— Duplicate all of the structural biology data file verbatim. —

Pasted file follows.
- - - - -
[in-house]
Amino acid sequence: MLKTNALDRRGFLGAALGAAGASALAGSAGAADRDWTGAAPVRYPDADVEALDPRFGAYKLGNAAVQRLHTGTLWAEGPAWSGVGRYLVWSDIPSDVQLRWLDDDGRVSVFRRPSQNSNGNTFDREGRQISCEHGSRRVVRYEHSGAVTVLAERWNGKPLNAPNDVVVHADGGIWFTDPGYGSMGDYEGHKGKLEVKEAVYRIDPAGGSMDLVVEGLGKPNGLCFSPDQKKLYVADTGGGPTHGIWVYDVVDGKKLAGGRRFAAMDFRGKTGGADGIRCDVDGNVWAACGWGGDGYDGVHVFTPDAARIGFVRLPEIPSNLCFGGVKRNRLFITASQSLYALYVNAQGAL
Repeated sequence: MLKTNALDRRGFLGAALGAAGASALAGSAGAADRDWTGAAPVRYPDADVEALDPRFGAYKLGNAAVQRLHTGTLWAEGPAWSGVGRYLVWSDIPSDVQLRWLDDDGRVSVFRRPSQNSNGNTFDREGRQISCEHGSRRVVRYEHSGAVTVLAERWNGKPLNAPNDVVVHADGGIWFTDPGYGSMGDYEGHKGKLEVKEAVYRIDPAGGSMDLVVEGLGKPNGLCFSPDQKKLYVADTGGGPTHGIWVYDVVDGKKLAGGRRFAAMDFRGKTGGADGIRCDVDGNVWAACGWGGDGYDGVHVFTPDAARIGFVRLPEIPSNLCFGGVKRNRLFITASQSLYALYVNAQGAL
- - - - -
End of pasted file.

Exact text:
[in-house]
Amino acid sequence: MLKTNALDRRGFLGAALGAAGASALAGSAGAADRDWTGAAPVRYPDADVEALDPRFGAYKLGNAAVQRLHTGTLWAEGPAWSGVGRYLVWSDIPSDVQLRWLDDDGRVSVFRRPSQNSNGNTFDREGRQISCEHGSRRVVRYEHSGAVTVLAERWNGKPLNAPNDVVVHADGGIWFTDPGYGSMGDYEGHKGKLEVKEAVYRIDPAGGSMDLVVEGLGKPNGLCFSPDQKKLYVADTGGGPTHGIWVYDVVDGKKLAGGRRFAAMDFRGKTGGADGIRCDVDGNVWAACGWGGDGYDGVHVFTPDAARIGFVRLPEIPSNLCFGGVKRNRLFITASQSLYALYVNAQGAL
Repeated sequence: MLKTNALDRRGFLGAALGAAGASALAGSAGAADRDWTGAAPVRYPDADVEALDPRFGAYKLGNAAVQRLHTGTLWAEGPAWSGVGRYLVWSDIPSDVQLRWLDDDGRVSVFRRPSQNSNGNTFDREGRQISCEHGSRRVVRYEHSGAVTVLAERWNGKPLNAPNDVVVHADGGIWFTDPGYGSMGDYEGHKGKLEVKEAVYRIDPAGGSMDLVVEGLGKPNGLCFSPDQKKLYVADTGGGPTHGIWVYDVVDGKKLAGGRRFAAMDFRGKTGGADGIRCDVDGNVWAACGWGGDGYDGVHVFTPDAARIGFVRLPEIPSNLCFGGVKRNRLFITASQSLYALYVNAQGAL